Legal Resources

Laws in California

The following excerpts are only intended to be partially explanatory of certain California laws pertaining to sexual misconduct. These excerpts are not intended to be an exhaustive description or list of California laws pertaining to sexual misconduct or inappropriate or criminal sexual behavior.

Excerpts from the California Penal Code, §§11165.1 and 261:

Sexual assault includes rape, statutory rape, rape in concert, incest, sodomy, oral copulation, sexual penetration, lewd or lascivious acts upon a child, child molestation and the following:

  1. Penetration, however slight, of the vagina or anal opening of one person by the penis of another person, whether or not there is emission of semen.
  2. Sexual contact between the genitals or anal opening of one person and the mouth or tongue of another person.
  3. Intrusion by one person into the genitals or anal opening of another person, including the use of an object for this purpose, except that, it does not include acts performed for a valid medical purpose.
  4. The intentional touching of the genitals or intimate parts, including the breasts, genital area, groin, inner thighs and buttocks, or the clothing covering them, of a child, or of the perpetrator by a child, for purposes of sexual arousal or gratification, except that it does not include acts which may reasonably be construed to be normal caretaker responsibilities; interactions with, or demonstrations of affection for, the child; or acts performed for a valid medical purpose.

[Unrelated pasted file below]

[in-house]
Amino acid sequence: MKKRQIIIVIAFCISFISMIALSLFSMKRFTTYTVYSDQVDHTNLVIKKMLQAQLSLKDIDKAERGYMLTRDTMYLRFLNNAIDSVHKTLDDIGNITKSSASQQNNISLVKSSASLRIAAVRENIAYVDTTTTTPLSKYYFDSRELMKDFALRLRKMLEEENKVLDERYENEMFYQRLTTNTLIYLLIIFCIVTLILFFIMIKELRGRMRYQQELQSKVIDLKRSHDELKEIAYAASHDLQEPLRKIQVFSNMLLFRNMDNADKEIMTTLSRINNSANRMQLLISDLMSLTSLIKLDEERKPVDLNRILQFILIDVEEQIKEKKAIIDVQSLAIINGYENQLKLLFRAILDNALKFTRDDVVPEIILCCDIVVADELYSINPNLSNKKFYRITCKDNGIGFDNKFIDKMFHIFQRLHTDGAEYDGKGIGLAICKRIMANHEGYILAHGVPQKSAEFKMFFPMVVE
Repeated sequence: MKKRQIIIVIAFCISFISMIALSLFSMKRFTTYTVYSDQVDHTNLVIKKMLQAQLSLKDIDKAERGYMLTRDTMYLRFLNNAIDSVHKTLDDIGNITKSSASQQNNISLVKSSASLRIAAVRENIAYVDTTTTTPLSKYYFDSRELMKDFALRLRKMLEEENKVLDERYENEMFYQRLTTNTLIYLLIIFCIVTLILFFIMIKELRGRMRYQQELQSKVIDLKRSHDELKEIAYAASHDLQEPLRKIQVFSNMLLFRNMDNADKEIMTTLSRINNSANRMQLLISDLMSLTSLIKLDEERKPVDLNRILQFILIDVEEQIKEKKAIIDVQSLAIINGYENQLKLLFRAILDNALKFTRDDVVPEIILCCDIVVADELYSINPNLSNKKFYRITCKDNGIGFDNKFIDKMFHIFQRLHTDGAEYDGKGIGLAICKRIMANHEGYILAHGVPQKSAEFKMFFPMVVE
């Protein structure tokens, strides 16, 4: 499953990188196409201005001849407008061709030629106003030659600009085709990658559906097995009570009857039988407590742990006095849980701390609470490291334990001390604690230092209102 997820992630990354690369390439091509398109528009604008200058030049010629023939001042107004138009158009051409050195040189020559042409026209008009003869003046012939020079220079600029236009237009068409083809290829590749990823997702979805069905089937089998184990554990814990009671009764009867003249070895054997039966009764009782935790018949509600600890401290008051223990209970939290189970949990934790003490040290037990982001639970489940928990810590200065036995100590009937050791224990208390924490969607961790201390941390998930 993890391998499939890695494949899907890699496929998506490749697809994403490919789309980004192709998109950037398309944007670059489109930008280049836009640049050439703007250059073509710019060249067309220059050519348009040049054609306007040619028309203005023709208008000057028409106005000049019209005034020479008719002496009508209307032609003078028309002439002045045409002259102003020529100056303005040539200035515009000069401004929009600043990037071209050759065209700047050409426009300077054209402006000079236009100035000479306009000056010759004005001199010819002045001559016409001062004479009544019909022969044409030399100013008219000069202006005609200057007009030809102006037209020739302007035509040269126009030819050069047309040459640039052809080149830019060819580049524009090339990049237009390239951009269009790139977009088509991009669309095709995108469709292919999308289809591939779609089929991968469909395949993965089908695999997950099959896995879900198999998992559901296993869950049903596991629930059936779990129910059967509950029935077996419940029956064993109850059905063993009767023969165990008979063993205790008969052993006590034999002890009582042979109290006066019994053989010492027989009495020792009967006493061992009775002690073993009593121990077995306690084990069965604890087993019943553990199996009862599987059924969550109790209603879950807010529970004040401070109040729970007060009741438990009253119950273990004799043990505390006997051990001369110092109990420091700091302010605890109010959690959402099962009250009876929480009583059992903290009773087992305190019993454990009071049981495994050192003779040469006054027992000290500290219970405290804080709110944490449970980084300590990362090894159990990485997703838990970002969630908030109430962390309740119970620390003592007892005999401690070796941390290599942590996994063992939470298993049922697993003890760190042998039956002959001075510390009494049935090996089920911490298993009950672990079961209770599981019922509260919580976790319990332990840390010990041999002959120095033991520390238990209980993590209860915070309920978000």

5. The intentional masturbation of the perpetrator’s genitals in the presence of a child.

Rape is an act of sexual intercourse accomplished with a person not the spouse of the perpetrator under any of the following circumstances: 

  1. Where a person is incapable, because of a mental disorder or developmental or physical disability, of giving legal consent and this is known or reasonably should be known to the person committing the act;
  2. Where it is accomplished against a person’s will by means of force, violence, duress, menace, or fear of immediate and unlawful bodily injury on the person or another;
  3. Where a person is prevented from resisting by any intoxicating or anesthetic substance, or any controlled substance, and this condition was known, or reasonably should have been known, by the accused;
  4. Where a person is at the time unconscious of the nature of the act, and this is known to the accused; 

As used in this paragraph, “unconscious of the nature of the act” means incapable of resisting because the victim meets one of the following conditions:

  1. Was unconscious or asleep.
  2. Was not aware, knowing, perceiving, or cognizant that the act occurred.
  3. Was not aware, knowing, perceiving, or cognizant of the essential characteristics of the act due to the perpetrator’s fraud in fact.
  4. Was not aware, knowing, perceiving, or cognizant of the essential characteristics of the act due to the perpetrator’s fraudulent representation that the sexual penetration served a professional purpose when it served no professional purpose. 
  1. Where a person submits under the belief that the person committing the act is someone known to the victim other than the accused, and this belief is induced by any artifice, pretense, or concealment practiced by the accused, with the intent to induce the belief;
  2. Where the act is accomplished against the victim’s will by threatening to retaliate in the future against the victim or any other person, and there is a reasonable possibility that the perpetrator will execute the threat.

As used in this paragraph, “threatening to retaliate,” means a threat to kidnap or falsely imprison, or to inflict extreme pain, serious bodily injury, or death.

California law also states that, “the essential guilt of rape consists in the outrage to the person and feelings of the victim of the rape.  Any sexual penetration, however slight, is sufficient to complete the crime” (Code 263).  California law further defines both marital rape (Code 262) and “statutory rape” (Code 261.5).  Though laws vary from state to state, intercourse in which consent was not obtained or was obtained under coercive conditions will usually be considered rape.

Excerpt from Section 67386 of the California Education Code: